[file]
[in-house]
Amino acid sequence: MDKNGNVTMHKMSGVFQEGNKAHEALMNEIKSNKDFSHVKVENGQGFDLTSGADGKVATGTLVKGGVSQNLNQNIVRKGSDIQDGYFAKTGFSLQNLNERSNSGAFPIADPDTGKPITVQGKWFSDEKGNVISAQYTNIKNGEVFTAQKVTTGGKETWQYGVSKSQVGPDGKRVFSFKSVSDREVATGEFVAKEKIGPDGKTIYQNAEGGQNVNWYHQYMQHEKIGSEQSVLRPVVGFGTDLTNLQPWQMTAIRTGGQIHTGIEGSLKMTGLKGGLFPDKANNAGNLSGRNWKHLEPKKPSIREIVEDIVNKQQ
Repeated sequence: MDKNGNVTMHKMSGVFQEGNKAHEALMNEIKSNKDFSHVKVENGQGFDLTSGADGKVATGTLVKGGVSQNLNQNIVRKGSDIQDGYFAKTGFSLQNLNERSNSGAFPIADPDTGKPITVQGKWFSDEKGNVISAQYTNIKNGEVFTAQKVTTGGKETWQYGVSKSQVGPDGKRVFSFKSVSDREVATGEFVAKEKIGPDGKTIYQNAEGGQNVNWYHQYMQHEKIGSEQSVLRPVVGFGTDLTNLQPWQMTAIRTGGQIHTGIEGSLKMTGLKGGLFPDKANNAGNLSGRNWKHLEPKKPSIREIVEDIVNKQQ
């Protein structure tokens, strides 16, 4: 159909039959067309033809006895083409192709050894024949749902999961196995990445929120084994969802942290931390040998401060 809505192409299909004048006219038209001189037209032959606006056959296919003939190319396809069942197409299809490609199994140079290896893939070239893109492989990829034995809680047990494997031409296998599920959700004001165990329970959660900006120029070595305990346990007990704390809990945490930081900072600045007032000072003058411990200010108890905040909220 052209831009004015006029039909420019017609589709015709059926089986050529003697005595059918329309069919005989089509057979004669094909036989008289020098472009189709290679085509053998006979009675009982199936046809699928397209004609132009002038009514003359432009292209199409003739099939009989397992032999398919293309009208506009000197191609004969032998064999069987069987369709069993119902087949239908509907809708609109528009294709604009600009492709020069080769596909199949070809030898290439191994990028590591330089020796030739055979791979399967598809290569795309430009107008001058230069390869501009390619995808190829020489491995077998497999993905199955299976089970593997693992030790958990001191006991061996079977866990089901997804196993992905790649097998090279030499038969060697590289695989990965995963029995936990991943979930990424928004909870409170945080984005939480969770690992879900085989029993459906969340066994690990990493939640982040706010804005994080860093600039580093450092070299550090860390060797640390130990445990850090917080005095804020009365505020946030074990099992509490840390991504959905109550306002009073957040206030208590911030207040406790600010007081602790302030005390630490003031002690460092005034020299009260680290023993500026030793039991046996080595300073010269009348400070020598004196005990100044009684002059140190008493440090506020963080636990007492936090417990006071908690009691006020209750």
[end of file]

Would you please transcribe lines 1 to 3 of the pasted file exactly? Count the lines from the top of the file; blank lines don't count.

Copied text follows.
[in-house]
Amino acid sequence: MDKNGNVTMHKMSGVFQEGNKAHEALMNEIKSNKDFSHVKVENGQGFDLTSGADGKVATGTLVKGGVSQNLNQNIVRKGSDIQDGYFAKTGFSLQNLNERSNSGAFPIADPDTGKPITVQGKWFSDEKGNVISAQYTNIKNGEVFTAQKVTTGGKETWQYGVSKSQVGPDGKRVFSFKSVSDREVATGEFVAKEKIGPDGKTIYQNAEGGQNVNWYHQYMQHEKIGSEQSVLRPVVGFGTDLTNLQPWQMTAIRTGGQIHTGIEGSLKMTGLKGGLFPDKANNAGNLSGRNWKHLEPKKPSIREIVEDIVNKQQ
Repeated sequence: MDKNGNVTMHKMSGVFQEGNKAHEALMNEIKSNKDFSHVKVENGQGFDLTSGADGKVATGTLVKGGVSQNLNQNIVRKGSDIQDGYFAKTGFSLQNLNERSNSGAFPIADPDTGKPITVQGKWFSDEKGNVISAQYTNIKNGEVFTAQKVTTGGKETWQYGVSKSQVGPDGKRVFSFKSVSDREVATGEFVAKEKIGPDGKTIYQNAEGGQNVNWYHQYMQHEKIGSEQSVLRPVVGFGTDLTNLQPWQMTAIRTGGQIHTGIEGSLKMTGLKGGLFPDKANNAGNLSGRNWKHLEPKKPSIREIVEDIVNKQQ